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Deconstructing reflective practice as a model of professional knowledge in nursing education

Comer, Moya (2013) Deconstructing reflective practice as a model of professional knowledge in nursing education. PhD thesis, Institute of Education, University of London.

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Abstract

The knowledge needed for nursing practice has long been a contested and divisive issue among nursing scholars and nurse practitioners. Professional knowledge in nursing is recognised as complex and multifaceted, drawing on many different sources. Throughout the history of modern nursing, as the profession attempted to establish itself as a discipline in its own right, various movements in the development of nursing knowledge may be identified. From an earlier era of grand theories to evidence-based practice in more recent times, the nature, origins and scope of nursing knowledge remains a source of on-going debate and discussion. Reflective practice has proved to be a very popular model of professional knowledge in nursing since it first appeared in the literature in the 1980s. Its appeal for nursing may be understood in its valuing of practice knowledge and the possibility of generating knowledge from practice. However, despite the appeal of reflection as an epistemology of practice in nursing education, the term is understood in many different and sometimes contradictory ways. This aim of this study is to examine the textual construction of reflective practice as a model of professional knowledge in nursing education. Since knowledge in many disciplines is textually mediated, a consideration of the language in which knowledge claims are made seems apposite when a concept is contested. Deconstruction consists in a close reading of texts, not with the aim of understanding the meaning of a text but with the aim of understanding how meaning is constructed, in particular, the resources of language that are used and the effects thereby created. This deconstructive reading reveals a concept that never fully coincides with itself. Reflective practice as a model of professional knowledge in nursing education is never punctually present in the texts that strive to construct its identity. The identity of reflective practice appears deeply saturated by its so-called binary opposite. Such a reading does not claim to be the "truth" of reflective practice. It does, however, permit the concept to be considered and understood in a different way and that, I should contend, is what reflective practice is all about.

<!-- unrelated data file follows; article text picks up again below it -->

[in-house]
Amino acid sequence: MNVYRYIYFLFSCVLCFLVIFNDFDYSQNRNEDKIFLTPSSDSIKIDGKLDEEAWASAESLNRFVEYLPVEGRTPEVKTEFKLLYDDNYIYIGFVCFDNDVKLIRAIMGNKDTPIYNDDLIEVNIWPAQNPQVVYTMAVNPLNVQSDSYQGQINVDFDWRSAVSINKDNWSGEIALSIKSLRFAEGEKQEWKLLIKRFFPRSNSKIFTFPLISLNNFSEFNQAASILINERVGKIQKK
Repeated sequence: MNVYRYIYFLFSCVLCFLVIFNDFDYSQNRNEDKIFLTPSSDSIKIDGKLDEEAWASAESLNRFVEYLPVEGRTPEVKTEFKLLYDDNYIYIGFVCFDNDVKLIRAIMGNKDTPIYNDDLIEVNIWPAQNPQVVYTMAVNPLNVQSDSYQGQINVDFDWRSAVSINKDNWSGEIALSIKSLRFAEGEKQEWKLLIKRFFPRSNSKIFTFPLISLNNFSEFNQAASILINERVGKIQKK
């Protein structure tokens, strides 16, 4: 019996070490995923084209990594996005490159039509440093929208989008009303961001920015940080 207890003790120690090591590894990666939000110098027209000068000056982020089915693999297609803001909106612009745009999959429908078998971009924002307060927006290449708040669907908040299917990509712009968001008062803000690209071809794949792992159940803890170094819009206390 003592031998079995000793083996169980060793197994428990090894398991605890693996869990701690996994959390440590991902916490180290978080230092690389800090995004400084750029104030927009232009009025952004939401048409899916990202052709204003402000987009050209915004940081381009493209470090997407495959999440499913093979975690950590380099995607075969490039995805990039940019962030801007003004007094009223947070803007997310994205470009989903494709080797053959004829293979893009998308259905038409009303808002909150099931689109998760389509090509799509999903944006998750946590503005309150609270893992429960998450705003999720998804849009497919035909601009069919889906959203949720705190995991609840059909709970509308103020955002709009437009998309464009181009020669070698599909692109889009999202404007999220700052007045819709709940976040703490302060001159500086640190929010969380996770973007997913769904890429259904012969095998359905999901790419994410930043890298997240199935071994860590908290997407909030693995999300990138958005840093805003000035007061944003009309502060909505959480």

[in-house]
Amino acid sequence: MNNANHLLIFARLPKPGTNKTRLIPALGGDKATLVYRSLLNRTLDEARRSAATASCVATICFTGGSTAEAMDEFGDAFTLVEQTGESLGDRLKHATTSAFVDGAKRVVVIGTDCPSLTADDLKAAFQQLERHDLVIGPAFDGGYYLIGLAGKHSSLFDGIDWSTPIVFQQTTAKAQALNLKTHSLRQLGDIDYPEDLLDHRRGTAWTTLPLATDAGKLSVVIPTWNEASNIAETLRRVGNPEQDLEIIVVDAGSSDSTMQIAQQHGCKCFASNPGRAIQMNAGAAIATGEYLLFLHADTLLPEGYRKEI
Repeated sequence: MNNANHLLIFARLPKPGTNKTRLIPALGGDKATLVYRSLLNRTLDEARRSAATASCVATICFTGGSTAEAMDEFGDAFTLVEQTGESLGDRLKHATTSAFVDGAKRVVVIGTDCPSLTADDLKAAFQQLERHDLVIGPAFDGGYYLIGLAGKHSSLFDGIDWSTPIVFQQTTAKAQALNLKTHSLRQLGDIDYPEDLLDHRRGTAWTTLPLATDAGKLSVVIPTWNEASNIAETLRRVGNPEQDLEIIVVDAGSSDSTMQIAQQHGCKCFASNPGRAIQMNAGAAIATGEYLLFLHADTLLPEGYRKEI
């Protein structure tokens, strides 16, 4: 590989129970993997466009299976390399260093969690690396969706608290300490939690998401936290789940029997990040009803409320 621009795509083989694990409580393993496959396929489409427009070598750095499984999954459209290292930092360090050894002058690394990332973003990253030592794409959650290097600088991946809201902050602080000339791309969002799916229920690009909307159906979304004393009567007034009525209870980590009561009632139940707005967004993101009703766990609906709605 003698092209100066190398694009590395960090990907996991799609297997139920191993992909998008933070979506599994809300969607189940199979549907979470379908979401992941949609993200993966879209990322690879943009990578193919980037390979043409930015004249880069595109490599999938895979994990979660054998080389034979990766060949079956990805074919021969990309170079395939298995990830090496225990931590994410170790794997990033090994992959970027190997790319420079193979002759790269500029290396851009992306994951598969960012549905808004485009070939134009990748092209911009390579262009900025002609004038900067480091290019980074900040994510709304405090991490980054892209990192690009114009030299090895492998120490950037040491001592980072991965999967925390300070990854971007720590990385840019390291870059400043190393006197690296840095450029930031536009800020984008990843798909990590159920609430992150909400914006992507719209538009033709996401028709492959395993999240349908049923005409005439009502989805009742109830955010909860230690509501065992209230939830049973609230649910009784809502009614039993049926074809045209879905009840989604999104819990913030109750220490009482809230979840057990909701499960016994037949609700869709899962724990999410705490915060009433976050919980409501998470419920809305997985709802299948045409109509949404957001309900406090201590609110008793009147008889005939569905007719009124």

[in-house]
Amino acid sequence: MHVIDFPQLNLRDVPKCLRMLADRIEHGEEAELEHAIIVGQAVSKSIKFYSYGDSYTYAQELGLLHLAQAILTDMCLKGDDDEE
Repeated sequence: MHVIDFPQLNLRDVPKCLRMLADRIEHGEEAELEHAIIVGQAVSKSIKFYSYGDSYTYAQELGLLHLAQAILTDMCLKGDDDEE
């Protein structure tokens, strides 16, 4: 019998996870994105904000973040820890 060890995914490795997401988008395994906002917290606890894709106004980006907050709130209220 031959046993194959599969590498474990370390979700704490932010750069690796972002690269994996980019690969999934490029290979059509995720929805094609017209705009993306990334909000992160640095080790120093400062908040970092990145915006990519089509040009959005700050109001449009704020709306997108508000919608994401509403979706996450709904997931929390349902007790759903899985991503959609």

Item Type: Thesis (PhD)
Additional Information: Thesis: (PhD) University of London Institute of Education, 2013.
Depositing User: Batch Import
Date Deposited: 31 Oct 2014 12:52
Last Modified: 09 Dec 2015 13:49
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